Generally, I’m not much into reality TV and have found it quite easy over time to avoid the siren’s song that lured so many close to the dangerous rocks which bear the names of shows like Jersey Shore, Toddlers and Tiaras and Here Comes Honey Boo Boo.
However, I must admit while channel surfing, I will occasionally watch a segment or two of Shark Tank, where the average Joes and Josephines trot out to pitch a product or service in front of a panel of well-bankrolled celebrity investors, fronted by Dallas Mavericks’ owner Mark Cuban. Those who pitch their ideas hope to entice one of the investors on the panel to provide them some needed capital in exchange for a cut later of the potential profits.
It’s really a show all about America’s ongoing quest to come up with an idea to strike it rich, perhaps the newest version of so many other things that may have appeared silly on the surface but captivated consumers enough to be profitable.
Many of you are old enough to remember the Pet Rock, the brainchild of advertising executive Gary Dahl. It was marketed as a live pet and arrived in a cardboard box with breathing holes. The “pets” were nothing more than smooth stones that came from Rosarito Beach in Mexico.
While the public’s interest was short-lived, during the Christmas season in 1975 and for a few more weeks after, sales were strong enough and long enough to make a newly minted millionaire out of Dahl, who got the idea for his Pet Rock while sitting in a bar one night listening to his pals complain about the hassles that so often come with owning and caring for a pet.
Certainly, there have been other simple “I-wish-I’d-thought-of-that” products that have had even longer legs when it comes to sales than Gary Dahl’s Pet Rocks. For example, there’s the Nothing Box, also called the Useless Box. Made of wood or metal, it’s a box that either has a series of randomly blinking lights or just a toggle switch, which, when pressed, produces a finger that pops out and turns the switch back off. If you hop on Amazon.com, you’ll still see over 10 different versions ready for purchase that promise hours of pointless fun. The first one I saw was a metal box with the blinking lights back when I was listening to KC and the Sunshine Band back in the 1970s.
Arguably, the best of the simple ideas when it comes to novelty items is the Chia Pet. It was invented by the folks at Joseph Enterprises in San Francisco back in 1977. The products are figurines that have holes with seeds inside. When the figurine is watered, vegetation grows. They’re called Chia Pets because the seeds inside are the plant species chia. Over 50 years later, one searching for his inside green thumb can still buy a Chia Pet. A quick screen tap on Amazon.com will bring up Chia Pets in the form of a simple kitty, Chabacca of Star Wars fame and even Donald Trump, among others.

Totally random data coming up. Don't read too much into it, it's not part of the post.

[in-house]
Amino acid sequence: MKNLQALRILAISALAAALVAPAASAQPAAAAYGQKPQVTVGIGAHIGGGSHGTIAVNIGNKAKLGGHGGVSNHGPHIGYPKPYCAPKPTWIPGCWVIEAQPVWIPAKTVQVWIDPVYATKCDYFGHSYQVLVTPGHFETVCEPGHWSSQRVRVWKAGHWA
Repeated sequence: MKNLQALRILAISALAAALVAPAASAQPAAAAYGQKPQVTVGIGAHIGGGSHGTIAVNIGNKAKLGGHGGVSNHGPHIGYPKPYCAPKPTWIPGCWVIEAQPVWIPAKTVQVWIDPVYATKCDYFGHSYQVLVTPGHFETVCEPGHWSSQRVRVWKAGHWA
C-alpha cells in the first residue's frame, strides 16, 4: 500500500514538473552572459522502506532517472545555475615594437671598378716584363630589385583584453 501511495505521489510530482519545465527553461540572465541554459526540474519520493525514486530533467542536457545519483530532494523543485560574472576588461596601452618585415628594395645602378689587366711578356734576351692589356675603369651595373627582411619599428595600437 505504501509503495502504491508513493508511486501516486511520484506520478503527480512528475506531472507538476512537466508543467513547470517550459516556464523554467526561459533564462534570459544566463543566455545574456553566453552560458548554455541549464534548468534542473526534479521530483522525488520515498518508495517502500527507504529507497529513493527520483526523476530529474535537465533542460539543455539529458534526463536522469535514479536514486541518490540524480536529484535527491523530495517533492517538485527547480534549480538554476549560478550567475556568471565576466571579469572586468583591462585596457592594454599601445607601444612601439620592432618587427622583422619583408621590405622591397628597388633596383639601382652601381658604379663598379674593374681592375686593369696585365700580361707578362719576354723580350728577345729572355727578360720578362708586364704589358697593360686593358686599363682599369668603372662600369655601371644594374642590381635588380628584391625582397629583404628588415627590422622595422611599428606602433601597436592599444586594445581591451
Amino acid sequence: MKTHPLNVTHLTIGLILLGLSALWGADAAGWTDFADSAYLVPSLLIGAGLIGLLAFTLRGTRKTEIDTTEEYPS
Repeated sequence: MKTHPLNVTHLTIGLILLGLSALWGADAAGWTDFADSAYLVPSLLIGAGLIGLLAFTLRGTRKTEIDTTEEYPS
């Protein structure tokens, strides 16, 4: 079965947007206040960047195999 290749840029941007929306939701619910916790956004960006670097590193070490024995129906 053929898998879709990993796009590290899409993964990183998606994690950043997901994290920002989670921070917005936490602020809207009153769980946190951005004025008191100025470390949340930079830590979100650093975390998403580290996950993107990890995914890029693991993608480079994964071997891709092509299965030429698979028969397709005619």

I think about the seemingly simple ways some have bloated their bank accounts every time I see one of those commercials on TV for guys’ shirts which aren’t supposed to be tucked in. Each time the commercial runs, I hear the guy who came up with the idea and does his own commercials tell me that it’s a tough style to get right.
Hmmm… I mean, first of all, is it really all that tough to not tuck your shirt in? Listen, I’ve seen the shirts, and it seems to me the only modifications from the dress shirts I’ve always known and worn is they’re a bit more tapered, have a bit of a shorter tail, and are even all the way around without the apron tails of traditional men’s shirts.
College basketball fans of a certain age may very well remember the team known for a similar look featured on an ESPN 30 for 30 entitled “Untucked,” the story of the 1977 Marquette Warriors. Head basketball coach and one of the sport’s most colorful figures Al McGuire before the season let his star player Bo Ellis design the team’s uniforms for the coming year, and the result was one of the sport’s most unique looks, a jersey designed to be worn outside the trunks with the school’s name on the front tail of the jersey.
While the no-fun NCAA would later ban the jersey style, in ’77, Marquette gave Ellis’ design maximum coverage as the team wore them all the way through the regular season and down the tournament trail, all the way to winning the school’s only NCAA championship.
At any rate, hats off, or should I say shirts out, to that guy who somehow had the vision to see there was a market filled with men who, for whatever the reason, had a burning desire not to tuck their pants into their shirts. To him, go the millions for an idea that seems pretty simple to me.
John Grindrod is a regular columnist for The Lima News, a freelance writer and editor and the author of two books. Reach him at firstname.lastname@example.org.